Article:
Gorbachev Gets OK for Votes on Land, Unity Pact


A testy Mikhail S. Gorbachev, reasserting his leadership in Parliament, won backing Monday to launch key referendums on retaining a united Soviet Union and on permitting the private ownership of land.

The Soviet president also gained the approval, largely symbolic, of the Congress of People’s Deputies, the national Parliament, for his blueprint to reunite the country’s restive republics in a renewed union.

But several of the 15 republics are likely to refuse to hold the referendums, and the name of that union may differ from that planned by Gorbachev.

He had proposed to replace the ideological “Socialist” in the “Union of Soviet Socialist Republics” with “Sovereign,” but the Congress, living up to its reputation as a highly conservative body, voted 1,365 to 189 to recommend that the old name be retained.


The vote, orchestrated by Congress Chairman Anatoly I. Lukyanov, brought a wrathful outburst from Gorbachev, who snapped, “I don’t understand why these maneuvers are going on here, including by the chairman.”

That Gorbachev would lash out at Lukyanov, who has always been a model of loyal devotion, reflected the deep trouble in his inner circle, which has already been shaken in the past week by Foreign Minister Eduard A. Shevardnadze’s dramatic resignation and rare criticism from Prime Minister Nikolai I. Ryzhkov.

Gorbachev continued in a sharp tone to propose the two referendums, asserting his constitutional right as president to introduce legislation.

They passed easily, each garnering only a few dozen “no” votes among the almost 2,000 deputies.


But deputies did question why a nationwide referendum is required when the republics should be able to decide for themselves whether they want to remain in the Soviet Union under the terms of a new union treaty. Gorbachev won approval on Monday for the outline that will be used as the basis for treaty negotiations with the republics.

The Baltic republics of Latvia, Lithuania and Estonia, as well as the southern republic of Georgia, have announced that they want full independence, but the vast Slavic heartland and Central Asia appear willing to remain joined--on their own terms.

Gorbachev’s response to the deputies was angry: “We are talking about the expression of the people’s will on the core question of the life of the country.”

Several lawmakers also protested that it is foolish to hold the referendum on the country’s unity nationwide when it is really only needed in republics that are openly seeking secession.


But Gorbachev stuck to his formula that every single citizen of the Soviet Union must be asked if he backs “a renewed union as a federation of equal Soviet socialist sovereign republics.”

In a clear concession to conservatives, he added the word socialist to the language of the referendum after the vote on the country’s name, saying that “the Congress has taken its position and I join it.”

Philosophically, Gorbachev argues that the questions on the two referendums are so important that the people must be asked directly.

Tactically, however, the referendums allow him to get around the defiant parliaments of the country’s 15 constituent republics, all of which have declared their sovereignty.


The question of private land ownership is one of the most divisive in Soviet society. Reformists argue that only farmers who own their plots truly care about what they produce, while Communist Party hard-liners warn that if land is bought and sold, an exploitative landlord class will be created.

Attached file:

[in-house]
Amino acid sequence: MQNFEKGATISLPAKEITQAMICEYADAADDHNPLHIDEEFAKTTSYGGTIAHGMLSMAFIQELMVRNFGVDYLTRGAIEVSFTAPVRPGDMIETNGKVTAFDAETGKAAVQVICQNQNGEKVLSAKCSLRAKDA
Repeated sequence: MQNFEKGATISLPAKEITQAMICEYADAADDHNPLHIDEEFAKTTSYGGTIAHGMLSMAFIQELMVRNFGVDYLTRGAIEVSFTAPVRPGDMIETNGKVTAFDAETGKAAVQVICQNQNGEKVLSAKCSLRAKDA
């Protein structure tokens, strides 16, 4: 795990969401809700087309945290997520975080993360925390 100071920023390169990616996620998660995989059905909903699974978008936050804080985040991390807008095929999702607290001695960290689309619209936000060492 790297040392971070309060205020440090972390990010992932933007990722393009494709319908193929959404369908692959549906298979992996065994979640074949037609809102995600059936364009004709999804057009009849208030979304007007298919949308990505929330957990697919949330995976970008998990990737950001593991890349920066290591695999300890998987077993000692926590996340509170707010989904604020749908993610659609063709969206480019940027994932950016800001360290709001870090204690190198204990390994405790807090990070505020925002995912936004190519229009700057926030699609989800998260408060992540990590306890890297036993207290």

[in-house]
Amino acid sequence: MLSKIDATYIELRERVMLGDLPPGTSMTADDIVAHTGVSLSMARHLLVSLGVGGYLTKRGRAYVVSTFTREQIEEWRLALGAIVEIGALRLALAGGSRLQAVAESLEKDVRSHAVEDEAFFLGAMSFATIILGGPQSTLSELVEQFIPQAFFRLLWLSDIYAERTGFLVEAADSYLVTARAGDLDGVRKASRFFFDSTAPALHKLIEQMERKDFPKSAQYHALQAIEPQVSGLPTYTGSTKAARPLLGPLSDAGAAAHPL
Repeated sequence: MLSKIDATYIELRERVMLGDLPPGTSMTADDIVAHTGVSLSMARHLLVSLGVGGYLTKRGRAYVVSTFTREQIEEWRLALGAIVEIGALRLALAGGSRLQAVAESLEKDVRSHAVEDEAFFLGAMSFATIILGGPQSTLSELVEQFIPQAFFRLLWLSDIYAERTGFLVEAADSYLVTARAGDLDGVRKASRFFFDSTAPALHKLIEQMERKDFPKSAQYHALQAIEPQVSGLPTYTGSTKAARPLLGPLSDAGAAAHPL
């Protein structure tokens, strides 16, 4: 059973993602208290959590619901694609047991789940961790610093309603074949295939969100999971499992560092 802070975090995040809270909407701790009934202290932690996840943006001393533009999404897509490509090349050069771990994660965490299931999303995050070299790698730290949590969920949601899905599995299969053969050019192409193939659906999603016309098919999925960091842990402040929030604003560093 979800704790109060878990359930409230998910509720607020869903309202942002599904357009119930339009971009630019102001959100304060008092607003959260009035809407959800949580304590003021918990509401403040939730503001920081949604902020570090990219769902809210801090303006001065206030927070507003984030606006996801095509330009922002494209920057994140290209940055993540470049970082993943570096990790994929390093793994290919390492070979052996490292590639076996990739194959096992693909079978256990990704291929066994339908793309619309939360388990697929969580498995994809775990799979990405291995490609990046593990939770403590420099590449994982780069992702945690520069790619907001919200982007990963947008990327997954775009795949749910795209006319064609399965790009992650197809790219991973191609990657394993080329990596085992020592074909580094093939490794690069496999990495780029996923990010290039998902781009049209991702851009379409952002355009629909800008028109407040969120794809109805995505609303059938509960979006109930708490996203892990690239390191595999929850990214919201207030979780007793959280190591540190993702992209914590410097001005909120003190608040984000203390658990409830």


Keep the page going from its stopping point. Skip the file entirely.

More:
Gorbachev has declared himself against the purchase and sale of land.

The parliaments in the Russian Federation and the Baltic republics have already approved private ownership, however, and deputies said those republics would probably not agree to holding referendums on the question.

Col. Victor Alksnis, a self-described “hawk” from Latvia, told reporters that those who observe how easily Gorbachev’s proposals passed could be deceived into thinking that the Soviet president still enjoys massive support in the country.


In fact, “what is happening at the Congress is starkly different from what is happening outside,” Alksnis said. “Whereas Mikhail Gorbachev’s rating in the country as a whole stands at 20%, at the Congress he is, on the contrary, supported by 80%.”

Polls show that the Congress’ attitude toward a new union treaty also differs greatly from that of the general public. A bare majority, 52.7% of people polled in 23 places around the Soviet Union by the Parliament’s polling service, said they believe that the Soviet people “are so closely knitted together that no division is possible.”

Gorbachev’s real test is expected to come today or Wednesday when the Congress is expected to vote on the president’s proposal to expand his executive powers under a general reorganization of the government that would create a vice presidency and a small cabinet.

Passage would require approval of two-thirds of the Congress’ 2,250 members, when barely two-thirds have been showing up on typical days since the session began a week ago.


Alksnis and the powerful Soyuz group of about 400 conservative deputies he represents raised another challenge to Gorbachev on Monday with a proposed resolution that the lawmakers be actively involved in formulating Soviet policy in the Persian Gulf from Jan. 5 through 14, the eve of the deadline for Iraqi President Saddam Hussein to withdraw his forces from Kuwait.

“Any participation by the Soviet Union in military activities against Iraq is impermissible, because it contradicts the state interests of the Soviet Union,” the draft resolution said.